A Theory of Programming
No list of patterns, no matter how exhaustive, can cover every situation that comes up while programming. Eventually (or even frequently) you’ll come upon a situation where none of the cookie cutters fits. This need for general approaches to unique problems is one reason to study the theory of programming. Another is the sense of mastery that comes of knowing both what to do and why. Conversations about programming are also more interesting when they cover both theory and practice.
Each pattern carries with it a little bit of theory. There are larger and more pervasive forces at work in programming than are covered in individual patterns, however. This section describes these cross-cutting concerns. They are divided here into two types: values and principles. The values are the universal overarching themes of programming. When I am working well, I hold dear the importance of communicating with other people, removing excess complexity from my code, and keeping my options open. These values—communication, simplicity, and flexibility—color every decision I make while programming.
The principles described here aren’t as far-reaching or pervasive as the values, but each one is expressed by many of the patterns. The principles bridge between the values, which are universal but often difficult to apply directly, and the patterns, which are clear to apply but specific. I have found it valuable to make the principles explicit for those situations where no pattern applies, or when two mutually exclusive patterns apply equally. Faced with ambiguity, understanding the principles allows me to “make something up” that is consistent with the rest of my practice and likely to turn out well.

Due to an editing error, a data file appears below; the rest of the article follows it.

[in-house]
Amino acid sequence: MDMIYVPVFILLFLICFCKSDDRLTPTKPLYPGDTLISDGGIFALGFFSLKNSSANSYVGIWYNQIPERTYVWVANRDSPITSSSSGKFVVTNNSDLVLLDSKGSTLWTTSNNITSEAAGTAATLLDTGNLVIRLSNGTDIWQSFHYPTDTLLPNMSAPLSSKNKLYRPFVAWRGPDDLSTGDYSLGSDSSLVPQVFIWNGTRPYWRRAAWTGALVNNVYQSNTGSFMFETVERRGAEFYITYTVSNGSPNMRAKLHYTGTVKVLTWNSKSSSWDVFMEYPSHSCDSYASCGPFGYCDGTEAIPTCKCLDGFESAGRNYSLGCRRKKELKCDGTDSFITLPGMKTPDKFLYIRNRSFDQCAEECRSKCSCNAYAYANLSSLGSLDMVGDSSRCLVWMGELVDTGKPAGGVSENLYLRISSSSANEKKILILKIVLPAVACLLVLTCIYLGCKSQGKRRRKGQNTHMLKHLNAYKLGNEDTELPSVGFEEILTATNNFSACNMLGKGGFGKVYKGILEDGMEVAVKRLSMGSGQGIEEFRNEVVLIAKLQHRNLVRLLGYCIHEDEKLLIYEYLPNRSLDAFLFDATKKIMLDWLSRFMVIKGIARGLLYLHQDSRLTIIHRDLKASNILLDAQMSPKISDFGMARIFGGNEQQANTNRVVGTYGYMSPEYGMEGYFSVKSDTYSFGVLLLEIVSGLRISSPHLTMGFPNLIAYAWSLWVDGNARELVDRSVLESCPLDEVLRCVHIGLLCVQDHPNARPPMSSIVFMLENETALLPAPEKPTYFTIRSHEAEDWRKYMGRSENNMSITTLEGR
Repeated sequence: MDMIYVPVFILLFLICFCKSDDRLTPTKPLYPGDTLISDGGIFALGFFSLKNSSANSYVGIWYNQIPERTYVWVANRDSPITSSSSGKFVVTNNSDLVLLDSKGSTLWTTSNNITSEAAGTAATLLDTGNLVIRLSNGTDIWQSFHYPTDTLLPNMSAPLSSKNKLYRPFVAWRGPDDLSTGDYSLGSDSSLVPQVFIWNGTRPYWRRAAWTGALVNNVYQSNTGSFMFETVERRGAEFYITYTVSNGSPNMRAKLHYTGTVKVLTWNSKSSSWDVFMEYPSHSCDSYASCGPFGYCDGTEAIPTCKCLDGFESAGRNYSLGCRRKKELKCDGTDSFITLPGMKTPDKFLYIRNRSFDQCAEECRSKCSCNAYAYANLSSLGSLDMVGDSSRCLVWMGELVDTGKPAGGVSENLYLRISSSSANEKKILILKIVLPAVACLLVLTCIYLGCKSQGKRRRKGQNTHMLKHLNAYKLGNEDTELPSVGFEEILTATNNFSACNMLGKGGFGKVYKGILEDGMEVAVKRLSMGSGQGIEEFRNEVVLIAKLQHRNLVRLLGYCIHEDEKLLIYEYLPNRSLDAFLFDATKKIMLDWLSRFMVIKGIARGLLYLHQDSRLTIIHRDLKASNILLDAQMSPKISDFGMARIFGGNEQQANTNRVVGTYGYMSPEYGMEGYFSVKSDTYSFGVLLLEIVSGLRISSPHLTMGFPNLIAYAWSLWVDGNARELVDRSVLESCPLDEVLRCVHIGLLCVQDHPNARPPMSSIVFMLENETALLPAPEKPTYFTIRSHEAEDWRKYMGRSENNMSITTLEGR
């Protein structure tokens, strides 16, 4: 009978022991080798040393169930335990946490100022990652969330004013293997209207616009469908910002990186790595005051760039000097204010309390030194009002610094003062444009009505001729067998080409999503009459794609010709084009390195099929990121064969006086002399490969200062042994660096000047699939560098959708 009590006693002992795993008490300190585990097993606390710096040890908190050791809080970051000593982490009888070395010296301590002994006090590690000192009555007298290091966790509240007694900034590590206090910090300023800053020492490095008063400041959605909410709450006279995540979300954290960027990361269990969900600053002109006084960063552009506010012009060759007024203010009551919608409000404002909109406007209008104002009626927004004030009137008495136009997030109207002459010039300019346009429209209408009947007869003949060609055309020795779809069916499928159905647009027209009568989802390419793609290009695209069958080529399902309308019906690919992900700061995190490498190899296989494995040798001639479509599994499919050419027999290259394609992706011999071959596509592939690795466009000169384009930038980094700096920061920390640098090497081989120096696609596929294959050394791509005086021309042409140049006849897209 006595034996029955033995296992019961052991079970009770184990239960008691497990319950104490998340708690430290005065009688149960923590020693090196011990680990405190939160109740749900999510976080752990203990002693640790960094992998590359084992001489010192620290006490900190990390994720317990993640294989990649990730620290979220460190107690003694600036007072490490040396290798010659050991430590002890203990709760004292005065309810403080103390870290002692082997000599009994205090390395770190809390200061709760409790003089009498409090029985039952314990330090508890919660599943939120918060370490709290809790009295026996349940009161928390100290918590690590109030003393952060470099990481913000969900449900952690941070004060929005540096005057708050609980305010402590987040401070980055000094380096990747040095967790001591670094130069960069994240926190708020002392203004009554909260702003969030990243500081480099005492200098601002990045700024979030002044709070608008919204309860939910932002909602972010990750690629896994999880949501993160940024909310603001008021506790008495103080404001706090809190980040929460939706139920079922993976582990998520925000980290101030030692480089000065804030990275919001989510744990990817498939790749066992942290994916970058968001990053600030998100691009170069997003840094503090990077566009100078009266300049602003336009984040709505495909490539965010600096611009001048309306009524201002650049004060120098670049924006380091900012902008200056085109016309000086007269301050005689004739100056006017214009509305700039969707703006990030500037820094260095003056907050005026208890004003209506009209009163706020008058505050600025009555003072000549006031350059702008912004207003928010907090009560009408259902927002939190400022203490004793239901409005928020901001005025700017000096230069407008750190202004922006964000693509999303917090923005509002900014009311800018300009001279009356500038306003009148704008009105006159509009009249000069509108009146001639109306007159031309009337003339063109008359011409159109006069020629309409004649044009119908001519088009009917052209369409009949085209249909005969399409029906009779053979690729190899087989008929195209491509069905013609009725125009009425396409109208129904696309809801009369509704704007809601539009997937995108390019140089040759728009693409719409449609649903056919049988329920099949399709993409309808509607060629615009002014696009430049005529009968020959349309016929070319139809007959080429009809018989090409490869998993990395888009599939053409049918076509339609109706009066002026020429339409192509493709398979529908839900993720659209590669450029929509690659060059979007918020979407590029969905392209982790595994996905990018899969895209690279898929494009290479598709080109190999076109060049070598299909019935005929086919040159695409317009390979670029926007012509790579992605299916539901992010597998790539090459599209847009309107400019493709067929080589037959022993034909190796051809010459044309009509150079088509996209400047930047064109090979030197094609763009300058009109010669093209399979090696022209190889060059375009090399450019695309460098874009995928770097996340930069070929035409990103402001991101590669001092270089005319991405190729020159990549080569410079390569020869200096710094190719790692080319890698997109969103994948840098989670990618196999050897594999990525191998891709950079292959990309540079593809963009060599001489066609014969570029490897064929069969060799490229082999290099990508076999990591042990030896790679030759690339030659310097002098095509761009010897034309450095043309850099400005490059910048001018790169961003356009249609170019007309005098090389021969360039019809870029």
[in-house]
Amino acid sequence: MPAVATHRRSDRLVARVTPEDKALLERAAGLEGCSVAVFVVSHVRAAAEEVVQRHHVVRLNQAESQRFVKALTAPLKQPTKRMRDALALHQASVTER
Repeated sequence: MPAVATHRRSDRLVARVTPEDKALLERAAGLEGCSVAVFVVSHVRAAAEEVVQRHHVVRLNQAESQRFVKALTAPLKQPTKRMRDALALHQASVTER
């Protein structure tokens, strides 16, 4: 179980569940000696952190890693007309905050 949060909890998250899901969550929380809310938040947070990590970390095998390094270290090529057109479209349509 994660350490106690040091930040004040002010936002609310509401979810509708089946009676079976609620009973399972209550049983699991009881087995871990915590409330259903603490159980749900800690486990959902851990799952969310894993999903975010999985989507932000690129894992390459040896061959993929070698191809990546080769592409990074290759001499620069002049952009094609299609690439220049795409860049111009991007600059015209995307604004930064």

These three elements—values, principles, and patterns—form a balanced expression of a style of development. The patterns describe what to do. The values provide motivation. The principles help translate motive into action.
The values, principles, and patterns here are drawn from my own practice, reflection, and conversation with other programmers. We all draw from the experience of previous generations of programmers. The result is a style of development, not the style of development. Different values and different principles will lead to different styles. One of the advantages of laying out a programming style as values, principles, and practices is that it is easier to have productive conflict about programming this way. If you want to do something one way and I another, we can identify the level of our disagreement and avoid wasting time. If we disagree about principles, arguing about where curly braces belong won’t solve the underlying discord.
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